Thursday, March 28, 2013

The Problem With Dan Pallotta

I love Dan Pallotta...obviously.

I first read 'Uncharitable' a few years ago and it had a big impact. It didn't change my life or the way I think, but for the first time I had read someone successfully vocalising what a lot of us had been thinking. He says it better than we ever could. I went on to support his Charity Defense (sic of American spelling) Council and I was delighted to see his recent TED Talk get over a million views and counting. He upstaged Bono.

Dan Pallotta's TED Talk should be required viewing for you,
your staff, your board, your donors, your friends...

Whatever you think of Dan Pallotta and his history and his motivations you can't deny that he has brought a fantastic and important argument to the masses.

But...I believe there is one glaring problem with his argument and a single barrier preventing support from the general public.

When he speaks of the salary difference between the private sector and the charity sector he loses people. He loses people because he's talking about a $400,000 salary compared to a $232,658 salary compared to a $84,028 salary.

The average salary in Ireland is less than €40,000 (less than $50,000) but the majority of the people watching this video, supporting your charity, reading the newspapers, browsing the internet earn less than that. Most of the service staff you deal with in your day to day life are probably on about €20,000 per year. He quotes Business Week while people watching read The Daily Mail.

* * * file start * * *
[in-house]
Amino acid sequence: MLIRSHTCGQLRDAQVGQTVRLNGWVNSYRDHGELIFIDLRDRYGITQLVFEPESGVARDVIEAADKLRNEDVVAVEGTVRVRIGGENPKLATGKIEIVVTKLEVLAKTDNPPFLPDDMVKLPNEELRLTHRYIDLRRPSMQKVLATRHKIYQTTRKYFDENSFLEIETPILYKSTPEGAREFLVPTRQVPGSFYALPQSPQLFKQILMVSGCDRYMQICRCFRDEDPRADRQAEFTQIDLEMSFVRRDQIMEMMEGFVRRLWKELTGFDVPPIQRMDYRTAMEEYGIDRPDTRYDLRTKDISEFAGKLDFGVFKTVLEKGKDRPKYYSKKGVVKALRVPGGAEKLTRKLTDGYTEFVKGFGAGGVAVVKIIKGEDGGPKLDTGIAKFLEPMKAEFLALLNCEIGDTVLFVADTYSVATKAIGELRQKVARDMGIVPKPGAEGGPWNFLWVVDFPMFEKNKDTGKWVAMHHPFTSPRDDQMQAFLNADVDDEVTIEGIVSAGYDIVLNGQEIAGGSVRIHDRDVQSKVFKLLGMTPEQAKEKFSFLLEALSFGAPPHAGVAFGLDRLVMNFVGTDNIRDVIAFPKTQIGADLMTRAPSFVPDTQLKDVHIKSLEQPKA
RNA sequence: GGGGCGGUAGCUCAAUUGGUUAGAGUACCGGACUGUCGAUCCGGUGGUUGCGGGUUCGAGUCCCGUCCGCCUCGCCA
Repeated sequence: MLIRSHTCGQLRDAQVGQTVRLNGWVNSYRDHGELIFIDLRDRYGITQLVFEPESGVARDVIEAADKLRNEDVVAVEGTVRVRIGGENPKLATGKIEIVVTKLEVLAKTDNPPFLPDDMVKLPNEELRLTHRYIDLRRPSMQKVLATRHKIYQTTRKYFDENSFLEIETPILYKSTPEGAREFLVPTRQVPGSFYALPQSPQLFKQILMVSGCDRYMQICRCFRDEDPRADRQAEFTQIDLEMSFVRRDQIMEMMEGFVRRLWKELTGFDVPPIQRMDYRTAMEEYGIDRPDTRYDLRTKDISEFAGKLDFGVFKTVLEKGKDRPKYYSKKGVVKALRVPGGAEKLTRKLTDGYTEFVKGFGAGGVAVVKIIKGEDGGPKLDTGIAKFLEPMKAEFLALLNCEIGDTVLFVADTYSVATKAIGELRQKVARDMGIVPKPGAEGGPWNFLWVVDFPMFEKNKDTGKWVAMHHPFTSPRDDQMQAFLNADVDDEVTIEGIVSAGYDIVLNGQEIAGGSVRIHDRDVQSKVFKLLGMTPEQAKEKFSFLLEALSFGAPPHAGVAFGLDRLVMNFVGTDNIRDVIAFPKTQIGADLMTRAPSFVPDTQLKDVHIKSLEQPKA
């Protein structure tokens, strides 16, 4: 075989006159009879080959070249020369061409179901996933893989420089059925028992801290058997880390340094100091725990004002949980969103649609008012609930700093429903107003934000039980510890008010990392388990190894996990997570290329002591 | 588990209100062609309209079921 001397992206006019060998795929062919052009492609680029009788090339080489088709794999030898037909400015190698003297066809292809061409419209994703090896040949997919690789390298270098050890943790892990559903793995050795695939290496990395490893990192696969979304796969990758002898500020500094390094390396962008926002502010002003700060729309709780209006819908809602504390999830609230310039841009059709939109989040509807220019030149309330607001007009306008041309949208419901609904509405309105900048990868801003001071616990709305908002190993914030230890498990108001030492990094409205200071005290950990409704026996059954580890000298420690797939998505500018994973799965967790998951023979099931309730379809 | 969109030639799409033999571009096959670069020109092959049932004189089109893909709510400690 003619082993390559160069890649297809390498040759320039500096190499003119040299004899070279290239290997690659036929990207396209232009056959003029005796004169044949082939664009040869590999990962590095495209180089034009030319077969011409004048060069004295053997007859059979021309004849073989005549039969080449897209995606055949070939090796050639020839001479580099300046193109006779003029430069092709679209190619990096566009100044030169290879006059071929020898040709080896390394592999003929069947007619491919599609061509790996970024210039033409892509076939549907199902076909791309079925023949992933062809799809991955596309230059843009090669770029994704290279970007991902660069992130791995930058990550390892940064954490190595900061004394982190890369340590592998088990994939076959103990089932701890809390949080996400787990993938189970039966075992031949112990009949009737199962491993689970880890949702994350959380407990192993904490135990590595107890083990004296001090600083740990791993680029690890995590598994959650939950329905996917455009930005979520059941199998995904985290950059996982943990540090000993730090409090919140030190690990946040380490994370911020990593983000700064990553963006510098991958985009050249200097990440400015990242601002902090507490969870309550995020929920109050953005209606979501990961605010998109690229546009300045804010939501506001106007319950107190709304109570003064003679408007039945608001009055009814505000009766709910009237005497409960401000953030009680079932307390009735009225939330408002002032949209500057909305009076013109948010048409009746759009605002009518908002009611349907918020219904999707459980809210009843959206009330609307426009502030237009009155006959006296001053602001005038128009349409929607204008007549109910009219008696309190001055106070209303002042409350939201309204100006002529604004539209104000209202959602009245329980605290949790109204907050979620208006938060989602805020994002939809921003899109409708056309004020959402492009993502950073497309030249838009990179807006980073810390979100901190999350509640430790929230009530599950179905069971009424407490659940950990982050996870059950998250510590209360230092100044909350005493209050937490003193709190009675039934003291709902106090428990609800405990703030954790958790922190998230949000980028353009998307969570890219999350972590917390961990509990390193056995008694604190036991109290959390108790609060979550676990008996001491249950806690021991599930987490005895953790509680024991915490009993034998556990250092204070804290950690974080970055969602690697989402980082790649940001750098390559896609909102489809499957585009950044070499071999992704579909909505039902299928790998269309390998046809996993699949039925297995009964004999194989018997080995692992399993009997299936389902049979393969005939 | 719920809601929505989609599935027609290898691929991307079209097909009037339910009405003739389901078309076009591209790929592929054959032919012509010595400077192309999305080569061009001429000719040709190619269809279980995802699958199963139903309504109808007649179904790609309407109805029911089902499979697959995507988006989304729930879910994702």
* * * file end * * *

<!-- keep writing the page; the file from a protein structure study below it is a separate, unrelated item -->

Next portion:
So when you suggest to people that it's unfair that someone only earns $84k and that they should be allowed to earn more you will almost certainly, instantly lose their support.

The correct argument is of course that nobody should be earning $400,000 or $232,000 or anything near that while there are still people suffering for no reason, people still blind because they can't afford a simple operation and children withering away and dying because they can't afford medication that is over there in that room next to them.

But strangely enough, the people who live on minimum or low wages don't seem to have a problem with the private sector earning these huge wages and being charged inflated prices on everything to pay the salaries of these high earners.

Well, hey...that's just the world we live in.

Wednesday, March 20, 2013

The Opposite Of A Careerist

Recently, someone named Gina Miller called people like me a 'Careerist'. She explained that people like me "are not necessarily passionate about the organisations that they are involved with, but switch casually from charity to charity." More than that, a good salary is what seems to drive people like me.

I started thinking what the opposite of a careerist is, and I think it's:
  • Someone who can only care about one cause - you can not possibly care about animal rights, the environment, lifting people out of poverty AND keeping children safe.
  • Someone who makes their money through other means, such as drilling for oil, selling fizzy drinks, letting out property or managing other people's funds. They do not devote their full-time to the charity sector.
  • Someone who is not driven to succeed, to progress their career, or to earn more money.
  • Someone who misleads the public by saying 100% of your donations goes to helping others.

The Telegraph might call someone like this a philanthropist. But I think we can come up with a better name.

Monday, March 4, 2013

Stream of Blog Titles

These would make good fundraising blog titles. You can have them:

  • "Why your fundraising should be more like Jefferson Airplane and less like Jefferson Starship"
  • "Scratchcards - You're The Only One That Hates Them"
  • "Taking the 'Fun' Out Of The Phrase 'Put The Fun In Fundraising'"
  • "Forget On-line Fundraising - Be like Kings of Convenience and Get Back To Basics"
  • "Why being a donor is like being a gym member"
  • "What if Dylan wrote copy"
  • "Managing Your Major Donors In The Same Way You Feed A Toddler"
  • "Stop Reading Blogs, Start Asking For Money"
  • "What You Can Learn About Fundraising From Fundraising Blogs"